When it comes to cows, I don’t think it’s much of a stretch to assert that the most iconic image we have is one with black and white fur.
Whether they’re roaming around the pasture, bells clanking, or hanging out under a tree in the shade, it’s hard to think of them as any other color even though there are plenty of those!
No matter what kind of cows you want, for dairy, meat or other purposes, there’s bound to be a black and white breed that will suit your needs.
I’m bringing you 22 black and white breeds below.
Table of Contents
A striking cow that is truly multi-use, kept for the production of meat, milk and also used as a draft animal, this Pakistani breed is typically stark white all over except for little splashes of black on their face, ears and sometimes on the belly.
Believe it or not, these cows are also used in competition as riding animals, and have a dedicated following in some parts of the world in show circuits…
They usually don’t have a lot of black to go along with that stark white fur, but they’re still technically black and white. In any case, truly a cow that can do it all, and quite pretty to boot!
An ancient Dutch heritage breed that has its lineage traced back to at least the early 15th century, it is still going strong today used for both milk and dairy products and also for meat.
These cows are notably black all over except for bright white contrasting patches of fur that they get on their chins, the underside of the neck, face, and around their eyes.
Their name actually translates to “blister head,” sort of a nickname about these white patches.
Don’t worry, these healthy cows don’t really get blisters; it is just referencing the fur!
Another Dutch breed, these cows slowly underwent a transition from being raised predominantly for milk and associated dairy products to being used for the production of beef as newer breeds started to greatly surpass them when it came to the production of milk.
Sometimes referred to as the “Dutch Belted,” that is the clue about the appearance of their fur.
These cows have black hindquarters and back legs, black front legs and a black head and neck, with their midsection being a contrasting white all the way around, including the belly.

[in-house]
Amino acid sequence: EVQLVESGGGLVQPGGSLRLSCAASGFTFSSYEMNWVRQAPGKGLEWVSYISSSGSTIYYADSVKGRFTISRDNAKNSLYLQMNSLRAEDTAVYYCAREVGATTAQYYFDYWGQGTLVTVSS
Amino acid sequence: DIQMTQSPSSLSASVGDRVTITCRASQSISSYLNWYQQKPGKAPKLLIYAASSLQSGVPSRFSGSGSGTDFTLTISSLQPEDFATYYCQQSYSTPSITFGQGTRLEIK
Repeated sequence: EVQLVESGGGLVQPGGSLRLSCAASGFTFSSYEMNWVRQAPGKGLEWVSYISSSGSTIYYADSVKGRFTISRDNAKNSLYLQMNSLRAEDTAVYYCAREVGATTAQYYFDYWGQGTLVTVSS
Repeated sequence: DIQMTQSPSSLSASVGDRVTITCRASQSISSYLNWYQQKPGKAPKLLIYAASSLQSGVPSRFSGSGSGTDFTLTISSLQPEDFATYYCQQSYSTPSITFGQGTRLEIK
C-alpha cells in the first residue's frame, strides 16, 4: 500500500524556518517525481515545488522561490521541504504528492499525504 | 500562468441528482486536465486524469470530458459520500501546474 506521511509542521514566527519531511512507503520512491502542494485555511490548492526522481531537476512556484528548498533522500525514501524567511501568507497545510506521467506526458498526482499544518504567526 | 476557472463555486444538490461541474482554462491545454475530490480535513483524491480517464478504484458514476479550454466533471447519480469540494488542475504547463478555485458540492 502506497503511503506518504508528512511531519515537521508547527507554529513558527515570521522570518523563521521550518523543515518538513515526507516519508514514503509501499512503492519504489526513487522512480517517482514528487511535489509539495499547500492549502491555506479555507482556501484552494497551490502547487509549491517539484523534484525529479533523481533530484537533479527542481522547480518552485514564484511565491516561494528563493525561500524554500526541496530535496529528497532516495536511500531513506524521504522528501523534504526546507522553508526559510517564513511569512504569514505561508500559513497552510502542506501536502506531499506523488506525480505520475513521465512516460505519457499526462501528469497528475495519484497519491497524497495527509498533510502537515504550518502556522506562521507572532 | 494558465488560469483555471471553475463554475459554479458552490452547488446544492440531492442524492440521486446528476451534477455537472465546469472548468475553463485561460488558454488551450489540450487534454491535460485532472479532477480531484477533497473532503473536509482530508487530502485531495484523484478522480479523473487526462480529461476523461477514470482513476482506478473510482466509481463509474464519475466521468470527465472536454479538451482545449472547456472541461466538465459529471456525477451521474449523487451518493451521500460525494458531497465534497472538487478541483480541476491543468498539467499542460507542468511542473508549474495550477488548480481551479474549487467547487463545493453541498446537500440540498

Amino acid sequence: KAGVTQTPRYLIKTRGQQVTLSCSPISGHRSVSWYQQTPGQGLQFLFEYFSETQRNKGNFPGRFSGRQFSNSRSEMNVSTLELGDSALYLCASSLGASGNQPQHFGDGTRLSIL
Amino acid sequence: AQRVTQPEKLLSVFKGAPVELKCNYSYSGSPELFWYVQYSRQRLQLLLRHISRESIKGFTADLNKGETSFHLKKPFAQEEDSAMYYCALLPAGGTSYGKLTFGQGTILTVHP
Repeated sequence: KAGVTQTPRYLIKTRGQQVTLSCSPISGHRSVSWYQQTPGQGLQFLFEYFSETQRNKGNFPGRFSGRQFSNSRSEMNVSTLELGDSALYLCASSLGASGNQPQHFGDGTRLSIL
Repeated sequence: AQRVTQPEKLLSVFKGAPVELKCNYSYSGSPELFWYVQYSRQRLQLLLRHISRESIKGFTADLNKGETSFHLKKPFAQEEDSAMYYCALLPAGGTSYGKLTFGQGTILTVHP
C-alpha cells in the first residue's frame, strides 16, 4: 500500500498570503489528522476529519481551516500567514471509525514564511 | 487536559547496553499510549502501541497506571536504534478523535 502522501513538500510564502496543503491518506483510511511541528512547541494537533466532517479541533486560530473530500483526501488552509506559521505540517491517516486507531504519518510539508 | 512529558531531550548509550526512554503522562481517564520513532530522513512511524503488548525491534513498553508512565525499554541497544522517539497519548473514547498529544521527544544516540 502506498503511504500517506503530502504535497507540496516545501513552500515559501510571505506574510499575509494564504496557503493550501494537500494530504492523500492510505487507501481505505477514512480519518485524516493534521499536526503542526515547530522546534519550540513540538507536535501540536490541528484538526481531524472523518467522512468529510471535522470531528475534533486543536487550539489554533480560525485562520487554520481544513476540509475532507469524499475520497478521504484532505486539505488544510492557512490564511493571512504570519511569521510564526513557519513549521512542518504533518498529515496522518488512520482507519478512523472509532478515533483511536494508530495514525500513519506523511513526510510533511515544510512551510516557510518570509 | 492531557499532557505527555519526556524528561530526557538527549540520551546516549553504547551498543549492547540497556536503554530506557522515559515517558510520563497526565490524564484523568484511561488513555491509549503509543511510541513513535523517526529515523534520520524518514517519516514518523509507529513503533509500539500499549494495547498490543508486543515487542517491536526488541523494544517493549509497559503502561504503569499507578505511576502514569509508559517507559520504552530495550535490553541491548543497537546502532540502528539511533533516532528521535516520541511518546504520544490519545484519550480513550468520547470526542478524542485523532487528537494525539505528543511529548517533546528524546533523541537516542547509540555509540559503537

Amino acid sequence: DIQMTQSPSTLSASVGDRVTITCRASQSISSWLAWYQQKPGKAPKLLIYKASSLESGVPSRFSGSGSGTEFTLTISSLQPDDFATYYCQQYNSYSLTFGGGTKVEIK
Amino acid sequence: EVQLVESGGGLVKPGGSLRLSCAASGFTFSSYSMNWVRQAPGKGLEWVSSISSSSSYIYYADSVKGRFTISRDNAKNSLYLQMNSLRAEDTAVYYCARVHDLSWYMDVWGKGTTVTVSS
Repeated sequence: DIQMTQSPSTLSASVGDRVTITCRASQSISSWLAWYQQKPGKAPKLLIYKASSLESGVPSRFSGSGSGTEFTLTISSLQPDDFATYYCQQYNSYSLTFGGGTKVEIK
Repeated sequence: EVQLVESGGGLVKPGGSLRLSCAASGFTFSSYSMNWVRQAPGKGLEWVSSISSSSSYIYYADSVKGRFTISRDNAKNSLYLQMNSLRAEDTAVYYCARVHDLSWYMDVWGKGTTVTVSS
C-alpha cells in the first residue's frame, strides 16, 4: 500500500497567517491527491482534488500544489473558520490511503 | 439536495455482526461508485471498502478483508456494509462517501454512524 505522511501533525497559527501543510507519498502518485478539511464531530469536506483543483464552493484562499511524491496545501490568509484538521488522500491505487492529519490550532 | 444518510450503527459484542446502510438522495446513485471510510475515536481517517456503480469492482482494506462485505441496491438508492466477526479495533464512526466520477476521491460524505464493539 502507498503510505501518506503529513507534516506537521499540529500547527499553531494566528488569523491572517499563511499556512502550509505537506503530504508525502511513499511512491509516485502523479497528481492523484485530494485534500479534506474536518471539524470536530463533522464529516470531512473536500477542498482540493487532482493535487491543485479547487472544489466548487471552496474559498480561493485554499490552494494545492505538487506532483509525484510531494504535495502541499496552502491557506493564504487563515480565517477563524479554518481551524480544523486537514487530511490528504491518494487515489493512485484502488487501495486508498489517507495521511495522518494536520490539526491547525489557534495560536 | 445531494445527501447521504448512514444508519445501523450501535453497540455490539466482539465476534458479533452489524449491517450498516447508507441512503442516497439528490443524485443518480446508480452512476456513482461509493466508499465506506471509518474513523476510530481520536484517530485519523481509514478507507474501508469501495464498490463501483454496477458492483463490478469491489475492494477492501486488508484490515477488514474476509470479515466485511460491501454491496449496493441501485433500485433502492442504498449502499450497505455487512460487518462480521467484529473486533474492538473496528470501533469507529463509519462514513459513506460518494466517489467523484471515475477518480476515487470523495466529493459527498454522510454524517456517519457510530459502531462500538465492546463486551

These cows are still around and still looking good today, and are sometimes employed as dual-use by smaller farms.
An old Russian breed, but unfortunately one where much of its information about its lineage has been lost to the ravages of time.
These cows are relatively rare today, but they are known to be a superlative dairy breed, producing a good quantity of extremely rich, high-quality milk.
And because it’s on this list, you know it has that distinctive, classy, black and white coloring.
Yaroslavls are almost entirely black, except for a few white patches between the rear legs and front legs on the belly.
Also, they usually have a face that is white all over except for dark circles around the eyes and a distinctive, black snout. I think they are quite handsome, myself!
5. German Black Pied
A relatively recent crossbreed developed in the 1960s, the German Black Pied looks for all the world like a smaller Holstein and is bred for the same purposes: incredible, immense production of milk!
These cows are still stocky for their size, and they have the soft features of their larger cousins along with small horns.
They also possess that indescribably beautiful pattern of black and white from front to back. Truly gorgeous, and excellent producers of milk.
Considering they’re so much smaller and faster to breed compared to Holsteins (which I talk about below), they make a great choice for space-conscious ranchers and farmers. One of my favorites.